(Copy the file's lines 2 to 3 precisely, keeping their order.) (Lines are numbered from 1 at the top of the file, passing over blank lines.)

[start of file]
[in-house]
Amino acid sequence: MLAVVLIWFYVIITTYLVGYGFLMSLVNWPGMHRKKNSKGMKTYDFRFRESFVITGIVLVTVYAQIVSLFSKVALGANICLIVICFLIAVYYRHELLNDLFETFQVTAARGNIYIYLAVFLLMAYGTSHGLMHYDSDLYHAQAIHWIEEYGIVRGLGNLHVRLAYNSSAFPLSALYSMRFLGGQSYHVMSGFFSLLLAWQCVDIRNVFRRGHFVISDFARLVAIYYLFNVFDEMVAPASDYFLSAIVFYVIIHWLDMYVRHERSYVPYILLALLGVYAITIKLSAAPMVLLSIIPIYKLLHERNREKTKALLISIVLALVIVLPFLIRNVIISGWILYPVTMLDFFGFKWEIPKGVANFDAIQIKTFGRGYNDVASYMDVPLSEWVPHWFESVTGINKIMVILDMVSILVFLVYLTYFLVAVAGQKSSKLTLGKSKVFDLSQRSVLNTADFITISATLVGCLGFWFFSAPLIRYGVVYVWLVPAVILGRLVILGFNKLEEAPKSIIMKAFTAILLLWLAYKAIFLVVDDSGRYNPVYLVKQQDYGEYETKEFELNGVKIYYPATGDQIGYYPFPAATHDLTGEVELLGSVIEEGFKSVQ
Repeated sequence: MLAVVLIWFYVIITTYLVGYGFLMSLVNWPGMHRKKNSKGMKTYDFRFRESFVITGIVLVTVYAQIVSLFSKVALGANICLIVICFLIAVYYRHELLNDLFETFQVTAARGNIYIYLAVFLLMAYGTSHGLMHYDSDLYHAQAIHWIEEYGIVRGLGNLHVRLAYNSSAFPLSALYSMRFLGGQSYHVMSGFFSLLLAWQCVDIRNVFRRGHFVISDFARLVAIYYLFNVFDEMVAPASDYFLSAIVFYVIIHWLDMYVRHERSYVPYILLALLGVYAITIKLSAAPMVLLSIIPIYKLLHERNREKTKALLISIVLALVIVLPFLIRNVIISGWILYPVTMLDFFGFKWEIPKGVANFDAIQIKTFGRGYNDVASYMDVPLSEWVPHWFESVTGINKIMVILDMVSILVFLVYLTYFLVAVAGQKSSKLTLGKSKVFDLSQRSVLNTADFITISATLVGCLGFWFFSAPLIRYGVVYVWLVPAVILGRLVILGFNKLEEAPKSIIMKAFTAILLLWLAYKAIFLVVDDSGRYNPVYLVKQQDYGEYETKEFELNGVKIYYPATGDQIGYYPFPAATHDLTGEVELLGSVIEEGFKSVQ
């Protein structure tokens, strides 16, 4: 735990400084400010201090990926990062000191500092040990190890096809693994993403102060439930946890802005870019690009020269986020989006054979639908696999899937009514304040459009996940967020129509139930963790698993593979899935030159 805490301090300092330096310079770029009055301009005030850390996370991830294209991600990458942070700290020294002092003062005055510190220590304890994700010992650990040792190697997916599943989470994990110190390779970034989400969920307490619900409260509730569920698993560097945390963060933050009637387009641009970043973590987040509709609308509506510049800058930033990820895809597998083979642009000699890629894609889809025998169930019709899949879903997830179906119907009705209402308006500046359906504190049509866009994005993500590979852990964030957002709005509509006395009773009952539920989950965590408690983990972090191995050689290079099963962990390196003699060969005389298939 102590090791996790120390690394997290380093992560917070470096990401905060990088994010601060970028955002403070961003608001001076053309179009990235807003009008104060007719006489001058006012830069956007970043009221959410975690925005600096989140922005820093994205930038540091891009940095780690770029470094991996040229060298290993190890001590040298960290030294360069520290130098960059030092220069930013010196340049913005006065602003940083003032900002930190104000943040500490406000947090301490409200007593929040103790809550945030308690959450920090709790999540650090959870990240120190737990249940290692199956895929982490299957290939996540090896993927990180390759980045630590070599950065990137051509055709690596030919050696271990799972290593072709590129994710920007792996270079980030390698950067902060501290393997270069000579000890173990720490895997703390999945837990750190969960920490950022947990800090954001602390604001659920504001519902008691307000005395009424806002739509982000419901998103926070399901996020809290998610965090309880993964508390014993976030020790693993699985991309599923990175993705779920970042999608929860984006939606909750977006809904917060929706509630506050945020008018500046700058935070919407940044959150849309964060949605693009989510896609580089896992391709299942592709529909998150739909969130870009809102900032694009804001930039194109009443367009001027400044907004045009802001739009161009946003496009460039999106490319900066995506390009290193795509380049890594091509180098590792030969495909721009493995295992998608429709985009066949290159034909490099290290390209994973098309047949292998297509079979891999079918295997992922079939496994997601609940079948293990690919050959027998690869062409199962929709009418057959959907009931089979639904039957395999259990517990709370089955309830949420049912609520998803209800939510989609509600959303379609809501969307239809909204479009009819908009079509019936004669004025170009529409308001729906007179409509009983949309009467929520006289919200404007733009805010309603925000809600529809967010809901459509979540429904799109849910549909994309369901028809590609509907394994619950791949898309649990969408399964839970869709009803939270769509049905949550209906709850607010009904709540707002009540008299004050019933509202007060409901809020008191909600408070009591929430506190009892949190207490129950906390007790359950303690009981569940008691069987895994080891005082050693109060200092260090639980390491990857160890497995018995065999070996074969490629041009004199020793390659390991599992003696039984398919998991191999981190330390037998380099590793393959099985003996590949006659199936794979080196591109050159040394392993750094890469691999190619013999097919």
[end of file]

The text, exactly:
Amino acid sequence: MLAVVLIWFYVIITTYLVGYGFLMSLVNWPGMHRKKNSKGMKTYDFRFRESFVITGIVLVTVYAQIVSLFSKVALGANICLIVICFLIAVYYRHELLNDLFETFQVTAARGNIYIYLAVFLLMAYGTSHGLMHYDSDLYHAQAIHWIEEYGIVRGLGNLHVRLAYNSSAFPLSALYSMRFLGGQSYHVMSGFFSLLLAWQCVDIRNVFRRGHFVISDFARLVAIYYLFNVFDEMVAPASDYFLSAIVFYVIIHWLDMYVRHERSYVPYILLALLGVYAITIKLSAAPMVLLSIIPIYKLLHERNREKTKALLISIVLALVIVLPFLIRNVIISGWILYPVTMLDFFGFKWEIPKGVANFDAIQIKTFGRGYNDVASYMDVPLSEWVPHWFESVTGINKIMVILDMVSILVFLVYLTYFLVAVAGQKSSKLTLGKSKVFDLSQRSVLNTADFITISATLVGCLGFWFFSAPLIRYGVVYVWLVPAVILGRLVILGFNKLEEAPKSIIMKAFTAILLLWLAYKAIFLVVDDSGRYNPVYLVKQQDYGEYETKEFELNGVKIYYPATGDQIGYYPFPAATHDLTGEVELLGSVIEEGFKSVQ
Repeated sequence: MLAVVLIWFYVIITTYLVGYGFLMSLVNWPGMHRKKNSKGMKTYDFRFRESFVITGIVLVTVYAQIVSLFSKVALGANICLIVICFLIAVYYRHELLNDLFETFQVTAARGNIYIYLAVFLLMAYGTSHGLMHYDSDLYHAQAIHWIEEYGIVRGLGNLHVRLAYNSSAFPLSALYSMRFLGGQSYHVMSGFFSLLLAWQCVDIRNVFRRGHFVISDFARLVAIYYLFNVFDEMVAPASDYFLSAIVFYVIIHWLDMYVRHERSYVPYILLALLGVYAITIKLSAAPMVLLSIIPIYKLLHERNREKTKALLISIVLALVIVLPFLIRNVIISGWILYPVTMLDFFGFKWEIPKGVANFDAIQIKTFGRGYNDVASYMDVPLSEWVPHWFESVTGINKIMVILDMVSILVFLVYLTYFLVAVAGQKSSKLTLGKSKVFDLSQRSVLNTADFITISATLVGCLGFWFFSAPLIRYGVVYVWLVPAVILGRLVILGFNKLEEAPKSIIMKAFTAILLLWLAYKAIFLVVDDSGRYNPVYLVKQQDYGEYETKEFELNGVKIYYPATGDQIGYYPFPAATHDLTGEVELLGSVIEEGFKSVQ